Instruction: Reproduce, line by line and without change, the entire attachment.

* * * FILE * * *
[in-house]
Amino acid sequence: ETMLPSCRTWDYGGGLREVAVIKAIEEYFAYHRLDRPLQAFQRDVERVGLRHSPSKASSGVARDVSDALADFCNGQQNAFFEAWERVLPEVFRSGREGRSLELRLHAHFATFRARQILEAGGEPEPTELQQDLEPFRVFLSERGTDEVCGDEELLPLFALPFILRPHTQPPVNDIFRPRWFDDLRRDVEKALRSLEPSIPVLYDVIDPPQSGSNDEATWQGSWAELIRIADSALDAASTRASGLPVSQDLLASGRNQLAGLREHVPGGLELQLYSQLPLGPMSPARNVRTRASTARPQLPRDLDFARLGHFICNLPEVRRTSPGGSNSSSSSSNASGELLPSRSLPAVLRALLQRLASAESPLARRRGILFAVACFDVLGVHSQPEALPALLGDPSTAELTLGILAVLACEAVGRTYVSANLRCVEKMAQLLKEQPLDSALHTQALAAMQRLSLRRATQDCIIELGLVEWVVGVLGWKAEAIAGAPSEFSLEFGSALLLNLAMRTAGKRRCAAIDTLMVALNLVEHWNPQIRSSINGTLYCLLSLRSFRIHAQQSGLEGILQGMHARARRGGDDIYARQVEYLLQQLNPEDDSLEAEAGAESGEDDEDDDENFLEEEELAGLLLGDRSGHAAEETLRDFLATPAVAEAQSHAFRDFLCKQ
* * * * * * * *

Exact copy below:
[in-house]
Amino acid sequence: ETMLPSCRTWDYGGGLREVAVIKAIEEYFAYHRLDRPLQAFQRDVERVGLRHSPSKASSGVARDVSDALADFCNGQQNAFFEAWERVLPEVFRSGREGRSLELRLHAHFATFRARQILEAGGEPEPTELQQDLEPFRVFLSERGTDEVCGDEELLPLFALPFILRPHTQPPVNDIFRPRWFDDLRRDVEKALRSLEPSIPVLYDVIDPPQSGSNDEATWQGSWAELIRIADSALDAASTRASGLPVSQDLLASGRNQLAGLREHVPGGLELQLYSQLPLGPMSPARNVRTRASTARPQLPRDLDFARLGHFICNLPEVRRTSPGGSNSSSSSSNASGELLPSRSLPAVLRALLQRLASAESPLARRRGILFAVACFDVLGVHSQPEALPALLGDPSTAELTLGILAVLACEAVGRTYVSANLRCVEKMAQLLKEQPLDSALHTQALAAMQRLSLRRATQDCIIELGLVEWVVGVLGWKAEAIAGAPSEFSLEFGSALLLNLAMRTAGKRRCAAIDTLMVALNLVEHWNPQIRSSINGTLYCLLSLRSFRIHAQQSGLEGILQGMHARARRGGDDIYARQVEYLLQQLNPEDDSLEAEAGAESGEDDEDDDENFLEEEELAGLLLGDRSGHAAEETLRDFLATPAVAEAQSHAFRDFLCKQ